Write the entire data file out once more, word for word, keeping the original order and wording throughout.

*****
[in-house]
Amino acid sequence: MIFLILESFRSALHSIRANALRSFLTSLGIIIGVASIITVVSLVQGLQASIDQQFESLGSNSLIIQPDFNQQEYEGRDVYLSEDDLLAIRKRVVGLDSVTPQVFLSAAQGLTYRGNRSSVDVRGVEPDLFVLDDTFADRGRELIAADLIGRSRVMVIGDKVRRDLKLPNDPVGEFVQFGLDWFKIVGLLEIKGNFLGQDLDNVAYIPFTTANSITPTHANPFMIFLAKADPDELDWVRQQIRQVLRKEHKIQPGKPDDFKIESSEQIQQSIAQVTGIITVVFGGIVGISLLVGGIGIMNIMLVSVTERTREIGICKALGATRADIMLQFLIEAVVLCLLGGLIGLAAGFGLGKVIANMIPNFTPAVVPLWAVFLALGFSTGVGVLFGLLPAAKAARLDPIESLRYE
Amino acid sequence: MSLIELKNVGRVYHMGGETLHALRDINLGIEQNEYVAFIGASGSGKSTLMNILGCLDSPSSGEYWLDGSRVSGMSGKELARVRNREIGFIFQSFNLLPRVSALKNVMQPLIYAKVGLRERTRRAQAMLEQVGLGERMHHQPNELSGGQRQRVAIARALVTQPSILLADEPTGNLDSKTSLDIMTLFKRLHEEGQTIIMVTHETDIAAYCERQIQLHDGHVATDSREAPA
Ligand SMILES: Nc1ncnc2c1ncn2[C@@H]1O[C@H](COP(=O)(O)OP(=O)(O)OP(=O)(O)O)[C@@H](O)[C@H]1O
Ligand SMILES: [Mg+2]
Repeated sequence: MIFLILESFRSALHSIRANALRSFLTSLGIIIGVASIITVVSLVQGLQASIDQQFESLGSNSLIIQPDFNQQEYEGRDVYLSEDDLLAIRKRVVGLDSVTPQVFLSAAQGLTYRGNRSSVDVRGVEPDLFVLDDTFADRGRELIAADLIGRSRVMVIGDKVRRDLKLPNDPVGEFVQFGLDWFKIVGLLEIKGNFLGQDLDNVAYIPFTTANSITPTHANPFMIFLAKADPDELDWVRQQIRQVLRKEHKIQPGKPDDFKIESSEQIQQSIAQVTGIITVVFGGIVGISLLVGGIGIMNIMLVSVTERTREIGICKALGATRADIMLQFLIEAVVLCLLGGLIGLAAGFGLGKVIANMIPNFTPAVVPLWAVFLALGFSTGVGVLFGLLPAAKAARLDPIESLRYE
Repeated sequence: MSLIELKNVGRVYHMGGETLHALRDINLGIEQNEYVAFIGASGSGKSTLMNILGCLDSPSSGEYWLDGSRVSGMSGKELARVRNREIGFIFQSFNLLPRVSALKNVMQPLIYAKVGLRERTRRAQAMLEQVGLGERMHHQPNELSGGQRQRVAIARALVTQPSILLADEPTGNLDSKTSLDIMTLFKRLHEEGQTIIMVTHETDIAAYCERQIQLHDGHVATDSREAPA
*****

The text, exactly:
[in-house]
Amino acid sequence: MIFLILESFRSALHSIRANALRSFLTSLGIIIGVASIITVVSLVQGLQASIDQQFESLGSNSLIIQPDFNQQEYEGRDVYLSEDDLLAIRKRVVGLDSVTPQVFLSAAQGLTYRGNRSSVDVRGVEPDLFVLDDTFADRGRELIAADLIGRSRVMVIGDKVRRDLKLPNDPVGEFVQFGLDWFKIVGLLEIKGNFLGQDLDNVAYIPFTTANSITPTHANPFMIFLAKADPDELDWVRQQIRQVLRKEHKIQPGKPDDFKIESSEQIQQSIAQVTGIITVVFGGIVGISLLVGGIGIMNIMLVSVTERTREIGICKALGATRADIMLQFLIEAVVLCLLGGLIGLAAGFGLGKVIANMIPNFTPAVVPLWAVFLALGFSTGVGVLFGLLPAAKAARLDPIESLRYE
Amino acid sequence: MSLIELKNVGRVYHMGGETLHALRDINLGIEQNEYVAFIGASGSGKSTLMNILGCLDSPSSGEYWLDGSRVSGMSGKELARVRNREIGFIFQSFNLLPRVSALKNVMQPLIYAKVGLRERTRRAQAMLEQVGLGERMHHQPNELSGGQRQRVAIARALVTQPSILLADEPTGNLDSKTSLDIMTLFKRLHEEGQTIIMVTHETDIAAYCERQIQLHDGHVATDSREAPA
Ligand SMILES: Nc1ncnc2c1ncn2[C@@H]1O[C@H](COP(=O)(O)OP(=O)(O)OP(=O)(O)O)[C@@H](O)[C@H]1O
Ligand SMILES: [Mg+2]
Repeated sequence: MIFLILESFRSALHSIRANALRSFLTSLGIIIGVASIITVVSLVQGLQASIDQQFESLGSNSLIIQPDFNQQEYEGRDVYLSEDDLLAIRKRVVGLDSVTPQVFLSAAQGLTYRGNRSSVDVRGVEPDLFVLDDTFADRGRELIAADLIGRSRVMVIGDKVRRDLKLPNDPVGEFVQFGLDWFKIVGLLEIKGNFLGQDLDNVAYIPFTTANSITPTHANPFMIFLAKADPDELDWVRQQIRQVLRKEHKIQPGKPDDFKIESSEQIQQSIAQVTGIITVVFGGIVGISLLVGGIGIMNIMLVSVTERTREIGICKALGATRADIMLQFLIEAVVLCLLGGLIGLAAGFGLGKVIANMIPNFTPAVVPLWAVFLALGFSTGVGVLFGLLPAAKAARLDPIESLRYE
Repeated sequence: MSLIELKNVGRVYHMGGETLHALRDINLGIEQNEYVAFIGASGSGKSTLMNILGCLDSPSSGEYWLDGSRVSGMSGKELARVRNREIGFIFQSFNLLPRVSALKNVMQPLIYAKVGLRERTRRAQAMLEQVGLGERMHHQPNELSGGQRQRVAIARALVTQPSILLADEPTGNLDSKTSLDIMTLFKRLHEEGQTIIMVTHETDIAAYCERQIQLHDGHVATDSREAPA